Friday, May 9, 2008

Hume & Chesterton on the Philosophy of Science

It seems appropriate to offer introduction and annotation in critical commentary, but I will curb my intuitions to let the texts speak for themselves.

I hope the juxtaposition of these two citations incites curiosity, romance, and rigorous intellectual effort.
For all inferences from experience suppose as their foundation that the future will resemble the past and that similar powers will be conjoined with similar qualities. If there is any suspicion that the course of nature may change, and that the past may be no rule for the future, all experience becomes useless and can give rise to no inference of conclusion. It is impossible, therefore, that any arguments from experience can prove this resemblance of the past to the future, since all these arguments are founded on the supposition of that resemblance. Let the course of things be allowed up to now ever so regular, that alone, without some new argument of inference, does not prove that for the future it will continue so. In vain do you pretend to have learned the nature of bodies from your past experience. Their secret nature and, consequently, all their effects and influence may change without any change in their sensible qualities. This happens sometimes and with regard to some objects. Why may it not happen always and with regard to all objects? What logic, what process of argument secures you against this supposition? My practice, you say, refutes my doubts. But you mistake the purport of my question. As an agent, I am quite satisfied in the point, but as a philosopher who has some share of curiosity--I will not say skepticism--I want to learn the foundation of this inference. No reading, no inquiry has yet been able to remove my difficulty or give me satisfaction in a matter of such importance.

- David Hume. An Inquiry Concerning Human Understanding, Section IV: Part II.

The thing I mean can be seen, for instance, in children, when they find some game or joke that they specially enjoy. A child kicks his legs rhythmically through excess, not absence, of life. Because children have abounding vitality, because they are in spirit fierce and free, therefore they want things repeated and unchanged. They always say, "Do it again"; and the grown-up person does it again until he is nearly dead. For grown-up people are not strong enough to exult in monotony. But perhaps God is strong enough to exult in monotony. It is possible that God says every morning, "Do it again" to the sun; and every evening, "Do it again" to the moon. It may not be automatic necessity that makes all daisies alike; it may be that God makes every daisy separately, but has never got tired of making them. It may be that He has the eternal appetite of infancy; for we have sinned and grown old, and our Father is younger than we. The repetition in Nature may not be a mere recurrence; it may be a theatrical encore. Heaven may encore the bird who laid an egg. If the human being conceives and brings forth a human child instead of bringing forth a fish, or a bat, or a griffin, the reason may not be that we are fixed in an animal fate without life or purpose. It may be that our little tragedy has touched the gods, that they admire it from their starry galleries, and that at the end of every human drama man is called again and again before the curtain. Repetition may go on for millions of years, by mere choice, and at any instant it may stop. Man may stand on the earth generation after generation, and yet each birth be his positively last appearance.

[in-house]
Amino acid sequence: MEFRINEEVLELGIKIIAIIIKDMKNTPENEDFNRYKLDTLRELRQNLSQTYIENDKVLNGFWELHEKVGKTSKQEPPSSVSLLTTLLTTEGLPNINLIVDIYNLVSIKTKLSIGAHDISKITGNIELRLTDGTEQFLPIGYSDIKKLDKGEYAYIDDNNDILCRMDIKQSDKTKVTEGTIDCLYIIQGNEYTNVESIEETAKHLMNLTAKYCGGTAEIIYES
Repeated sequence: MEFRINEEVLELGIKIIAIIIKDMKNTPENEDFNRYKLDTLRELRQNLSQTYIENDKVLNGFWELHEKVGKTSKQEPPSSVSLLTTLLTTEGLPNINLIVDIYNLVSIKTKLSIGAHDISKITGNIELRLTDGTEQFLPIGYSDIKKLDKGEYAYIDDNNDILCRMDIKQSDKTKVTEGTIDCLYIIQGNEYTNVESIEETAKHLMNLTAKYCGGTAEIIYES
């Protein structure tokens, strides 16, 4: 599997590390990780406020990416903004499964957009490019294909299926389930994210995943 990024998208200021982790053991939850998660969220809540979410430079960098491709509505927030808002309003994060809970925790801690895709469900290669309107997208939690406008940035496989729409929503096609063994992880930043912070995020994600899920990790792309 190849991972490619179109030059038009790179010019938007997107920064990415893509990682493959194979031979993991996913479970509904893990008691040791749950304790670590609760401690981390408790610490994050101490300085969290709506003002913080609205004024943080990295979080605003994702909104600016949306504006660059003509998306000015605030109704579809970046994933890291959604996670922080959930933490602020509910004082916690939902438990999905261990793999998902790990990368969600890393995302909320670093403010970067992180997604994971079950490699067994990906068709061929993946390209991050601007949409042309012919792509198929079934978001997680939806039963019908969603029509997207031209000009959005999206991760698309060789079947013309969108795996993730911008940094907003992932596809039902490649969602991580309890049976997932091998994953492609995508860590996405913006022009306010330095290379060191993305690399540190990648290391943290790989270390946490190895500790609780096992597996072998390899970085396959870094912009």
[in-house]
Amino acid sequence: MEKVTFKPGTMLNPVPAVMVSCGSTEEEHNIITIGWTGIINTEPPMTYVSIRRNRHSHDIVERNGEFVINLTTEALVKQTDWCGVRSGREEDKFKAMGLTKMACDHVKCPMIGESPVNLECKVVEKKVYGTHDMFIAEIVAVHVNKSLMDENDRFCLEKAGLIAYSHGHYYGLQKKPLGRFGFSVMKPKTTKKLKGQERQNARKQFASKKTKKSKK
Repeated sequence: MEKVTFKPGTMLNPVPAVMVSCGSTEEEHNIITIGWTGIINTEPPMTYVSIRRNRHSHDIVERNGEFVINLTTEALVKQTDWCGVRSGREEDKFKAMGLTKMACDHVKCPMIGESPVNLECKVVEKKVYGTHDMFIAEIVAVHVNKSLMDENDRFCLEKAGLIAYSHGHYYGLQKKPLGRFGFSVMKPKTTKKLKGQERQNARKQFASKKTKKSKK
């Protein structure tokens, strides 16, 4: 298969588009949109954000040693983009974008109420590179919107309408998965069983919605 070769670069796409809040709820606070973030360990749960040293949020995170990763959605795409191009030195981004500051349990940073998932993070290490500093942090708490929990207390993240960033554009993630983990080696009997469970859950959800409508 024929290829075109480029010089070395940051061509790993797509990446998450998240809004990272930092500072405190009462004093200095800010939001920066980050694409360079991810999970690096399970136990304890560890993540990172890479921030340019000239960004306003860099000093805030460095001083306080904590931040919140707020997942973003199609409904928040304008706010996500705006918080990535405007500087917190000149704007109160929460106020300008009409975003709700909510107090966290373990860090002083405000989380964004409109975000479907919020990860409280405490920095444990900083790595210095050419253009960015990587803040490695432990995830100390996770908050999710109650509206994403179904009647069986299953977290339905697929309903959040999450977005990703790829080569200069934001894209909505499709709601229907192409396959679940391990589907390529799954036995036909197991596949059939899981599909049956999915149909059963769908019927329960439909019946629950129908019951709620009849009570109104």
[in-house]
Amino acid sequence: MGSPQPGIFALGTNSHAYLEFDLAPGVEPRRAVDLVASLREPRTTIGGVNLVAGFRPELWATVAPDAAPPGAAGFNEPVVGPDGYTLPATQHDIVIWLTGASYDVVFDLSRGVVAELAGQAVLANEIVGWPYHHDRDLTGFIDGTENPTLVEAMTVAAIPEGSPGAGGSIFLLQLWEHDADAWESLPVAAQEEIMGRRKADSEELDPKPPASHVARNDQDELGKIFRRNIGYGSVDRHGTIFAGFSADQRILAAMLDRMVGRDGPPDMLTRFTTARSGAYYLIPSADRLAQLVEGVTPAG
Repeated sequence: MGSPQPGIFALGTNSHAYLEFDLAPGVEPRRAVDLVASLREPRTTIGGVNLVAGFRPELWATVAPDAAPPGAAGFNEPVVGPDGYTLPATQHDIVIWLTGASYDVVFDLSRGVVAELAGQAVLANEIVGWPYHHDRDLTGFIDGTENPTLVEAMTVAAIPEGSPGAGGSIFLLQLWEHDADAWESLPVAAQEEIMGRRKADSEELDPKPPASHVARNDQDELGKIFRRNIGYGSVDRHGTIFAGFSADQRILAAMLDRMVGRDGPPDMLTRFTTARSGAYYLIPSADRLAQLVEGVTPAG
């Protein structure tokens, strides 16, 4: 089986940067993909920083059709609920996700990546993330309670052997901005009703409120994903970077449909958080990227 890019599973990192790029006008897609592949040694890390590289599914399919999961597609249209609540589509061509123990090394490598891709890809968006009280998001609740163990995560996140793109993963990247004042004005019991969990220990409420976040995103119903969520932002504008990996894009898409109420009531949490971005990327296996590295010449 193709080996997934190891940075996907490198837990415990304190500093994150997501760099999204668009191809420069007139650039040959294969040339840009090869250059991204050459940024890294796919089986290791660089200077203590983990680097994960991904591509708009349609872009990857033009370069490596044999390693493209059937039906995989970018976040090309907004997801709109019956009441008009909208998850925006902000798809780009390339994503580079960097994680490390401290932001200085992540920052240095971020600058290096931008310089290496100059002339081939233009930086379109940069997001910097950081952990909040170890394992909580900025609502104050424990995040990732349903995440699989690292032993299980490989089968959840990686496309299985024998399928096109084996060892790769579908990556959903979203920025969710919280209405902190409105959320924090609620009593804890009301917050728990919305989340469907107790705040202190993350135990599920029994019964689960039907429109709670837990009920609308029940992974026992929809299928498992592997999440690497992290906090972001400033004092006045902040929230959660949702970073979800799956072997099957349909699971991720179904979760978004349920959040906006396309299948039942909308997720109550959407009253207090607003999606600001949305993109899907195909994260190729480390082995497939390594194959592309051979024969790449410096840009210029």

- G. K. Chesterton. Orthodoxy, Chapter 4: The Ethics of Elfland.


  1. ethics of elfland? cool story hansel.

  2. Dear Hume,

    You’re a schmuck. I mean that in the anatomical-metaphorical sense, of course, for I confess you’re no dummy.

    (1) Inferred causal proposition p is epistemically justified iff the proposition intends at least two universal qualities which the agent has experienced in temporal succession such that the first universal (the cause) has brought about the next universal (the effect) and said agent has never experienced an exception.

    I submit that (1) (or something like it) is a priori true, and necessarily so. Disagree with me and I’ll settle on the classic, “well we just have different intuitions” response.

    But (1), admittedly, does little to show us how inferential premises actually show us how the world works rather then merely justifying our associating some things with other things.

    I still have nothing to say about this problem.

    But I do have a causal explanation of collisions.

    (2) No two bodies can occupy the same space.
    (3) Therefore collisions happen.

    I think Hume should have discussed these kinds of cases because they deal with a priori/necessary premises while still telling us about the world. This is significant because Hume said that “all matters of fact” can be denied without making a contradiction. True, in denying premise (2) you wouldn’t be contradicting yourself -but you’d be doing something just as bad- you’d be expressing a necessarily false proposition. All this to say a priori necessary propositions might be foundational in securing our inductive reasoning as well as our knowledge of the world.


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